Acta Phys. -Chim. Sin. ›› 2018, Vol. 34 ›› Issue (12): 1366-1372.doi: 10.3866/PKU.WHXB201804161

Special Issue: Surface Physical Chemistry

• ARTICLE • Previous Articles     Next Articles

In-situ APXPS and STM Study of the Activation of H2 on ZnO(10${\rm{\bar 1}}$0) Surface

Qiang LIU1,4,Yong HAN1,3,Yunjun CAO2,Xiaobao LI1,4,Wugen HUANG2,Yi YU3,Fan YANG2,Xinhe BAO2,Yimin LI1,3,*(),Zhi LIU1,3,*()   

  1. 1 State Key Laboratory of Functional Materials for Informatics, Shanghai Institute of Microsystem and Information Technology, Chinese Academy of Sciences, Shanghai 200050, P. R. China
    2 Dalian Institute of Chemical Physics, Chinese Academy of Sciences, Dalian 116023, Liaoning Province, P. R. China
    3 School of Physical Science and Technology, Shanghai Tech University, Shanghai 201203, P. R. China
    4 University of Chinese Academy of Sciences, Beijing 100049, P. R. China
  • Received:2018-03-14 Published:2018-04-27
  • Contact: Yimin LI,Zhi LIU;
  • Supported by:
    The project was supported by the National Natural Science Foundation of China(11227902);the Ministry of Science and Technology of China(2017YFB0602205);the Ministry of Science and Technology of China(2016YFA0202803);the Strategic Priority Research Program of the Chinese Academy of Sciences(XDB17020200)


Cu/ZnO/Al2O3 is one of the most widely used catalysts in industrial methanol synthesis. However, the reaction mechanism and the nature of the active sites on the catalyst for this reaction are still under debate. Thus, detailed information is needed to understand the catalytic processes occurring on the surface of this catalyst. H2 is one of the reaction gases in methanol synthesis. Studies of the activation and dissociation behaviors of H2 on ZnO surfaces are of great importance in understanding the catalytic mechanism of methanol synthesis. In this work, the activation and dissociation processes of H2 on a ZnO(10${\rm{\bar 1}}$0) single crystal surface were investigated in-situ using ambient-pressure X-ray photoelectron spectroscopy (APXPS) and scanning tunneling microscopy (STM), two powerful surface characterization techniques. In the APXPS experiments, results indicated the formation of hydroxyl (OH) species on the ZnO single crystal surface at room temperature in 0.3 mbar (1 mbar = 100 Pa) H2 atmosphere. Meanwhile, STM measurements showed that the ZnO surface was reconstructed from a (1×1) to a (2×1) structure upon introduction of H2. These observations revealed adsorption behaviors of H2 the same as those of atomic H on a ZnO(10${\rm{\bar 1}}$0) surface as seen in previous studies, which could be evidence of the dissociative adsorption of H2 on a ZnO surface. However, H2O adsorption on ZnO surfaces can also result in the formation of OH species, which can be observed using XPS. The STM results show that the exposure of H2O also leads to the reconstruction from a (1×1) to a (2×1) structure on the ZnO(10${\rm{\bar 1}}$0) surface upon H2 introduction. Hence, it is necessary to exclude the influence of H2O in this work, because there may be trace amounts of H2O in the H2 gas. Therefore, we performed a comparative study of H2 and H2O on ZnO(10${\rm{\bar 1}}$0) single crystal surface. A downward band bending of 0.3 eV was observed on the ZnO surface in 0.3 mbar H2 atmosphere using APXPS, while negligible band bending was shown in the case of the H2O atmosphere. Moreover, thermal stability studies revealed that the OH group formed in the H2 atmosphere desorbed at a higher temperature than the one resulting from H2O adsorption, meaning that the two OH groups formed on the ZnO surface were different. Results in this work provide evidence of the dissociative adsorption of H2 on the ZnO(10${\rm{\bar 1}}$0) surface at room temperature and atmospheric pressure. This is in contrast to previous findings, in which no H2 dissociation on a ZnO(10${\rm{\bar 1}}$0) surface under ultra-high vacuum conditions was observed, indicating that the activation of H2 on ZnO surfaces is a pressure dependent process.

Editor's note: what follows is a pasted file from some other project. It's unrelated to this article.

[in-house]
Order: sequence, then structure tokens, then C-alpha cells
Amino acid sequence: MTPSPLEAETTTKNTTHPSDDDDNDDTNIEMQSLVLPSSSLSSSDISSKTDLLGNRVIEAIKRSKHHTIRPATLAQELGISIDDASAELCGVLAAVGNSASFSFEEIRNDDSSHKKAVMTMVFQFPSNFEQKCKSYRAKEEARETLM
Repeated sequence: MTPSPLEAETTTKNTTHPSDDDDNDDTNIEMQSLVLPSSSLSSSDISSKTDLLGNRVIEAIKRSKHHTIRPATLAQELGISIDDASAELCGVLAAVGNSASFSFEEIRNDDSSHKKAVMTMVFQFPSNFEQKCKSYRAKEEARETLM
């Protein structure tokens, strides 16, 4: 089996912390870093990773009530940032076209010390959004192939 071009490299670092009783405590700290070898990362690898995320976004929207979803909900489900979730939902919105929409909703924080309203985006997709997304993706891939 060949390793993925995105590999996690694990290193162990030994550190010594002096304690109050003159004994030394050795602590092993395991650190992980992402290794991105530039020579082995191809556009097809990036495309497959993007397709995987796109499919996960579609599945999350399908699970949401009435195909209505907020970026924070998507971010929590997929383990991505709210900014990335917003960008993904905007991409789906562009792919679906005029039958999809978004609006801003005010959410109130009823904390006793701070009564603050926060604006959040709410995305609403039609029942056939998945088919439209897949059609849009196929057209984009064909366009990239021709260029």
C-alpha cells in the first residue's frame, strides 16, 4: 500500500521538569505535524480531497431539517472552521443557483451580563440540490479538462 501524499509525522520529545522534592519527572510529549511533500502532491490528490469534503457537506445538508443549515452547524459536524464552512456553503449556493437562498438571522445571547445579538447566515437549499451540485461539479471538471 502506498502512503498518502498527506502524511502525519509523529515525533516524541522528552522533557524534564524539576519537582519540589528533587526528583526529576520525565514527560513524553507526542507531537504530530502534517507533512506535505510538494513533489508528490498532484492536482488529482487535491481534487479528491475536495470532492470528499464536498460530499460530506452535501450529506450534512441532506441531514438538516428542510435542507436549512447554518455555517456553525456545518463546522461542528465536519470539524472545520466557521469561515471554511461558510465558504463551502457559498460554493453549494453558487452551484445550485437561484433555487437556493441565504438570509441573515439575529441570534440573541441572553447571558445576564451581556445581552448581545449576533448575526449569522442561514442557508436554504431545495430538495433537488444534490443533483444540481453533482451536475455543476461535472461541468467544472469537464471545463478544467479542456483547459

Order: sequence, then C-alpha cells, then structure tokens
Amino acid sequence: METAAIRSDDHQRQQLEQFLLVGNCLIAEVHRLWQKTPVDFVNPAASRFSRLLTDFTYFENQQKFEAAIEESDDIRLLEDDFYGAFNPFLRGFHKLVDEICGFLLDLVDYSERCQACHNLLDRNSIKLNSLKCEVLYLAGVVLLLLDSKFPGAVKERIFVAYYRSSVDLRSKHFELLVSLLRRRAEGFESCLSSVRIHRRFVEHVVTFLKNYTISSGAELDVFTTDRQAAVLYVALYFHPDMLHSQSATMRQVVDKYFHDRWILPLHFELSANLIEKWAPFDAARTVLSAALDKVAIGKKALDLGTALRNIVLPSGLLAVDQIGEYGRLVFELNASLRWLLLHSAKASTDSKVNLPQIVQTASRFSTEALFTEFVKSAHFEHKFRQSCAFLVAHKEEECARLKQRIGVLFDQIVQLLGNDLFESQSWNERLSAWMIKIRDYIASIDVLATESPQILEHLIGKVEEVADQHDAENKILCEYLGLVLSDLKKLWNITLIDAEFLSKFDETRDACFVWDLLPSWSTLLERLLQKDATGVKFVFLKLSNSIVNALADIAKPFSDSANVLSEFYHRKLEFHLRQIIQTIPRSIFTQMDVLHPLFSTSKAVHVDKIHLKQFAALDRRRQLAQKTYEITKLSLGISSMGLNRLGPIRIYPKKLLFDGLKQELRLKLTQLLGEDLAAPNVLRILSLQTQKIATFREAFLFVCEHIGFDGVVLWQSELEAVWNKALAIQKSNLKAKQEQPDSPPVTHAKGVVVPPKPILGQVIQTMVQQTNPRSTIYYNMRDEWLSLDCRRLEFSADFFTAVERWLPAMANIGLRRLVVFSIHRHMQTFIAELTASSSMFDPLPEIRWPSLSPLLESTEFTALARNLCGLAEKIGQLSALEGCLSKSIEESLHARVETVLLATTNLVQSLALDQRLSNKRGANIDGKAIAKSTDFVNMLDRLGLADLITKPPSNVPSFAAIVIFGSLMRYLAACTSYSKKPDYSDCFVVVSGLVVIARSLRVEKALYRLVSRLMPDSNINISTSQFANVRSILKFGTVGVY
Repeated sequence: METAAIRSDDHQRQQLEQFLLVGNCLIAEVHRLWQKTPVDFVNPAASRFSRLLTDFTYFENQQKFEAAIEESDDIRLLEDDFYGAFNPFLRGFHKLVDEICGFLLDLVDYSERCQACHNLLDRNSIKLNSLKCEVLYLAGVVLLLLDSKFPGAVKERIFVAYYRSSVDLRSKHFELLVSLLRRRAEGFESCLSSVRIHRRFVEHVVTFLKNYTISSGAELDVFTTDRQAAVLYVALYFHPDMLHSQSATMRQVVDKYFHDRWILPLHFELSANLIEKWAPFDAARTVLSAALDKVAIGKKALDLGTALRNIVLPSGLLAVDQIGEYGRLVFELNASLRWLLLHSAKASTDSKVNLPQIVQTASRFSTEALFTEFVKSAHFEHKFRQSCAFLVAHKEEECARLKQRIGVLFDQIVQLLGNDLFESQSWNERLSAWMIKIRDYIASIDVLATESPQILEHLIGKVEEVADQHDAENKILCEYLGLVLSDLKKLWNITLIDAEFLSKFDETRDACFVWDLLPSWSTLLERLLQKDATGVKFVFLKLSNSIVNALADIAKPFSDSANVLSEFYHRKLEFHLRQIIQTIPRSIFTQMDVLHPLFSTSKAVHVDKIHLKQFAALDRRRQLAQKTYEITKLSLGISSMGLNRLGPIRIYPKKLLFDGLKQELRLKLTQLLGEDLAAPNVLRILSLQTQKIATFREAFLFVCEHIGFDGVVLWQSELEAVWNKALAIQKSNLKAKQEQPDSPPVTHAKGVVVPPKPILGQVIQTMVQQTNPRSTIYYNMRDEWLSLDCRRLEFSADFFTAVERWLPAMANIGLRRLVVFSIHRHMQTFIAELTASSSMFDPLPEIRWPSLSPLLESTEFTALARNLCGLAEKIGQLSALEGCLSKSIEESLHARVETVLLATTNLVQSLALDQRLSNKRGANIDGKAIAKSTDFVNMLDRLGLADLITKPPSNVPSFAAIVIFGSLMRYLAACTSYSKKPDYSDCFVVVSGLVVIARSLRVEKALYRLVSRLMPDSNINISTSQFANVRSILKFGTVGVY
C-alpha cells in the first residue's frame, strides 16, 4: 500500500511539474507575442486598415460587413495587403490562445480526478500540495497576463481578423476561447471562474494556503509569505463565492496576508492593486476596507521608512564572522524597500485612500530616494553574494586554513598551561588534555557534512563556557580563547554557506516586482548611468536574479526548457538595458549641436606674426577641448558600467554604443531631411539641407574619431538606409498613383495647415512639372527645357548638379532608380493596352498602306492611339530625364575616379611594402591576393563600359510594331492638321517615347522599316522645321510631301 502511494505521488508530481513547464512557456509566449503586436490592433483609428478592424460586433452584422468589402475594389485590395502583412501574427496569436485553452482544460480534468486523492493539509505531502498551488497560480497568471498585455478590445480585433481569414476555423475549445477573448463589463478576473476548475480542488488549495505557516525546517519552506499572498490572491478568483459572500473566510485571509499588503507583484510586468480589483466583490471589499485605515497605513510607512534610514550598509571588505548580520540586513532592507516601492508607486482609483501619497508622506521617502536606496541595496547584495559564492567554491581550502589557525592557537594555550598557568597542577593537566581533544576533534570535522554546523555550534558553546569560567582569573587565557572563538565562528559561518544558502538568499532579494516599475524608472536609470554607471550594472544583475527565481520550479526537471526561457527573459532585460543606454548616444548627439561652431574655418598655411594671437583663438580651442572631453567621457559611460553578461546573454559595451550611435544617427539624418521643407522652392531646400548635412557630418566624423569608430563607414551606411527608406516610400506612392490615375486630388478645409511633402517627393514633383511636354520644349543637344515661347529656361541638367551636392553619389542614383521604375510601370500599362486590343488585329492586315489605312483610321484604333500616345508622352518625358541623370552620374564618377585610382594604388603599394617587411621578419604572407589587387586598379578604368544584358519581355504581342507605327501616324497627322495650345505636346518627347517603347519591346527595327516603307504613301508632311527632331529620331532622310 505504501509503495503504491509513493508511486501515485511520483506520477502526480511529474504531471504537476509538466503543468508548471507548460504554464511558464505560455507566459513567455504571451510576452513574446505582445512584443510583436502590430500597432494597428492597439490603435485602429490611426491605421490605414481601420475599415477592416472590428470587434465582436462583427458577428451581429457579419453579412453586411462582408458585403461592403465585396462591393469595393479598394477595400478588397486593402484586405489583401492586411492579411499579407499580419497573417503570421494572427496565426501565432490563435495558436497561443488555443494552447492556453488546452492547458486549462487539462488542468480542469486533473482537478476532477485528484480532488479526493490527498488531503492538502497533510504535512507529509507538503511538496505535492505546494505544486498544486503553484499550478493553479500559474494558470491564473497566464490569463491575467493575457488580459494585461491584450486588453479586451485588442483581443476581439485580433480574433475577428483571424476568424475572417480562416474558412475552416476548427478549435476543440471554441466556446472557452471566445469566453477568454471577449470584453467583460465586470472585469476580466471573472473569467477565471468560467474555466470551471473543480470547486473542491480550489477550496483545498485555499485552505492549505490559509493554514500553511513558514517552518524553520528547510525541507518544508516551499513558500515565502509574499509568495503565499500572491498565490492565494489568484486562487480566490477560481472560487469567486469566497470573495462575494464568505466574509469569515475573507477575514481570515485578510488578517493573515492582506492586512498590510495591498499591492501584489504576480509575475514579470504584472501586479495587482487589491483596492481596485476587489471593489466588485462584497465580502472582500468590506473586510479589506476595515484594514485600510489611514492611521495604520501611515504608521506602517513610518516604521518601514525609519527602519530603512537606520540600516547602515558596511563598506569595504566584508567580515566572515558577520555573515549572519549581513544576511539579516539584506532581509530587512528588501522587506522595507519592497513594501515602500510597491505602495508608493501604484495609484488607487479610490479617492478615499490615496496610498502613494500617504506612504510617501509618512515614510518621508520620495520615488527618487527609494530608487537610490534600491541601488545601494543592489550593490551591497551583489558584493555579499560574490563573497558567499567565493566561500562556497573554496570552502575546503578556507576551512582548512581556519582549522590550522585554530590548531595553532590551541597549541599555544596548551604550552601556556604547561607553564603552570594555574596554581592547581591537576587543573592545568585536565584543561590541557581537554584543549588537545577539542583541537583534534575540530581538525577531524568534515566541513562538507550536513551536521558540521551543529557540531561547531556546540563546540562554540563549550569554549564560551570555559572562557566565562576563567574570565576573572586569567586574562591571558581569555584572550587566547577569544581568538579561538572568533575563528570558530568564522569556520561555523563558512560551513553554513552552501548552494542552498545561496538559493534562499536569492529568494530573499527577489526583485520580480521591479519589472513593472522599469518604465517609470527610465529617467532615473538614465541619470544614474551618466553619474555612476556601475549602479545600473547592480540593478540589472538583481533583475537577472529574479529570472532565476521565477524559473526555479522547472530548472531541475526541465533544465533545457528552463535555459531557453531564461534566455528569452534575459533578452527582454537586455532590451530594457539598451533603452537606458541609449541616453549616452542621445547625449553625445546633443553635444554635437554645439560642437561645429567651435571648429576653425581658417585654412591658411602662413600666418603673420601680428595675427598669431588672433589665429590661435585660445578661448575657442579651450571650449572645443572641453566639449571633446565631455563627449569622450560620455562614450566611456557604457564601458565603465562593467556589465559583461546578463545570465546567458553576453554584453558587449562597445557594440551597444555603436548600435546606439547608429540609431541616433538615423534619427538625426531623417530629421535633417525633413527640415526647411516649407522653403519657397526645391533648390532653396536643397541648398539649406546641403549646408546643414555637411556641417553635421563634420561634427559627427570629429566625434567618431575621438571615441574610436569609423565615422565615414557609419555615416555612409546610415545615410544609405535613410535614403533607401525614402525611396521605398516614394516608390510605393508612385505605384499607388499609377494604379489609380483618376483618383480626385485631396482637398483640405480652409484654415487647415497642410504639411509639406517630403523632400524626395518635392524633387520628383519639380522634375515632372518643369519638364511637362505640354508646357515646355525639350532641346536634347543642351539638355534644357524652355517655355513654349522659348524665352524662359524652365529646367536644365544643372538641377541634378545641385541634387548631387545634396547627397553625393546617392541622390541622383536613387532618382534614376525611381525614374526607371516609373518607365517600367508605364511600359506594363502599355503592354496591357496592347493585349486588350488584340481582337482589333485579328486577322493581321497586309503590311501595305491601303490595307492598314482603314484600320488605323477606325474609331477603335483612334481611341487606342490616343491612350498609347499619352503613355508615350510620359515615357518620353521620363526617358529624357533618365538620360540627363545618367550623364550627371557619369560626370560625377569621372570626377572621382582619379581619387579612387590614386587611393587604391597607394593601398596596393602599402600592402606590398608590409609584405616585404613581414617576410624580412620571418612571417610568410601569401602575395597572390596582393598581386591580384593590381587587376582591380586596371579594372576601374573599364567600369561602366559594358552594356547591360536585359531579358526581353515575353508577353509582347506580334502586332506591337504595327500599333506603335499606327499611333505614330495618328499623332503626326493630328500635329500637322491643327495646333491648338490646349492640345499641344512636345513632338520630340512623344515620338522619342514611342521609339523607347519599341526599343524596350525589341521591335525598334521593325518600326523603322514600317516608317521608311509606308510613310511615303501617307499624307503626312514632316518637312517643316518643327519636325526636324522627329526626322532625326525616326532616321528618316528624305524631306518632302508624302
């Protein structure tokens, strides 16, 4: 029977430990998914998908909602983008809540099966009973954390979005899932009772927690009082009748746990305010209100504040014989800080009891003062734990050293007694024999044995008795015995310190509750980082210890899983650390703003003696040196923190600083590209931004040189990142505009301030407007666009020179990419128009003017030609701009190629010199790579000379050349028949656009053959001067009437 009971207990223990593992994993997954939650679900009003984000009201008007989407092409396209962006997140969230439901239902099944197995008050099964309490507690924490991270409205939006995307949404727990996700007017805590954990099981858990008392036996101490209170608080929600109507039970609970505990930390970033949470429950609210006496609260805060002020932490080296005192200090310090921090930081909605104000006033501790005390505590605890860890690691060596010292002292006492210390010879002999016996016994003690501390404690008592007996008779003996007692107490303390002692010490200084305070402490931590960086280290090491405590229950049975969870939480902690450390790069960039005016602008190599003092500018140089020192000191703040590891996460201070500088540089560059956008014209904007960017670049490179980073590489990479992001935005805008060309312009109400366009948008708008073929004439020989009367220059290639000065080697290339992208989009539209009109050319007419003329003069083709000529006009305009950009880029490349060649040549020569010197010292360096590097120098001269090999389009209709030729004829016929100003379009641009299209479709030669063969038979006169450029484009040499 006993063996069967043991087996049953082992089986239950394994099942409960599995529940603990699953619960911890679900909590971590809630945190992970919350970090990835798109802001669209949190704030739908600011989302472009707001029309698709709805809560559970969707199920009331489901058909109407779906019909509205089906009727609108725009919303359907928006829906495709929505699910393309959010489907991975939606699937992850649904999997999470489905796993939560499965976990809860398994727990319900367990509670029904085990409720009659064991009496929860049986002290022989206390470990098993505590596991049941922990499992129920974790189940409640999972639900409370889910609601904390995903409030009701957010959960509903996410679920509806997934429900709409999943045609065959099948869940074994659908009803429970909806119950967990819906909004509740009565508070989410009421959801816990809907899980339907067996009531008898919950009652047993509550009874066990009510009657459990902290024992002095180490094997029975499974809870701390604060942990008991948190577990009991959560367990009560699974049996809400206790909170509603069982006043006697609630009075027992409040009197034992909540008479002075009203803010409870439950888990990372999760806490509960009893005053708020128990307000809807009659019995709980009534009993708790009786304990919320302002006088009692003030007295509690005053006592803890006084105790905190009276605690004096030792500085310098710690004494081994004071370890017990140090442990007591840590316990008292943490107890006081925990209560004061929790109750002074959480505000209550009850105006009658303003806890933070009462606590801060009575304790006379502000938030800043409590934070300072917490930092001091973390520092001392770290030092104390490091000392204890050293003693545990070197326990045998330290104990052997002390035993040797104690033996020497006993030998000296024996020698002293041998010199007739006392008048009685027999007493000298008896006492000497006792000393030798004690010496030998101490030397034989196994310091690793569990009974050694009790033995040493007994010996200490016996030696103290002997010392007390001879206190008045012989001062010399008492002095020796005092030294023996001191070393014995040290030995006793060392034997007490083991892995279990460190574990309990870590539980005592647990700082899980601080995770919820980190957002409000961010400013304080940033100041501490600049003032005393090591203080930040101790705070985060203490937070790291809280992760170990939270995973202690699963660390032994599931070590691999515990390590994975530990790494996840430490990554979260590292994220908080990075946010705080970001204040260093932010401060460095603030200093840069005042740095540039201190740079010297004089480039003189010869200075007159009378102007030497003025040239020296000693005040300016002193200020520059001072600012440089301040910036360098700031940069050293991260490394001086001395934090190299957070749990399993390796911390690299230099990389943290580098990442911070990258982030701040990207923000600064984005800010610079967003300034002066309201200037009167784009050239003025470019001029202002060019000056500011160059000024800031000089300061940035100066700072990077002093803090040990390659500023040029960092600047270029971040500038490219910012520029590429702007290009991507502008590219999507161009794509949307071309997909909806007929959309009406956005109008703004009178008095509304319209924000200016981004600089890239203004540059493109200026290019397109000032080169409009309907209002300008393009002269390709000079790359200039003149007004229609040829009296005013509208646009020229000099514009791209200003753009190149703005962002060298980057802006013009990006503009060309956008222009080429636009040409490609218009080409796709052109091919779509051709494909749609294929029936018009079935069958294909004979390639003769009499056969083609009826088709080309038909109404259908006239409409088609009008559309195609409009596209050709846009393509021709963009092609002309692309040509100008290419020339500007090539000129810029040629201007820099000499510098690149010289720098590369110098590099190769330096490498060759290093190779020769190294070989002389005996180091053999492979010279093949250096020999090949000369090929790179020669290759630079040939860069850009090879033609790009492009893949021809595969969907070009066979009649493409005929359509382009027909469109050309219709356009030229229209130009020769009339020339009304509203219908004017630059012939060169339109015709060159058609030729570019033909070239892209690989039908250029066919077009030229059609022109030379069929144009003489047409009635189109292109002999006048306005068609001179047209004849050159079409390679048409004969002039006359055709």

Key words: H2, ZnO(10${\rm{\bar 1}}$0), Activation, Dissociative adsorption, APXPS, STM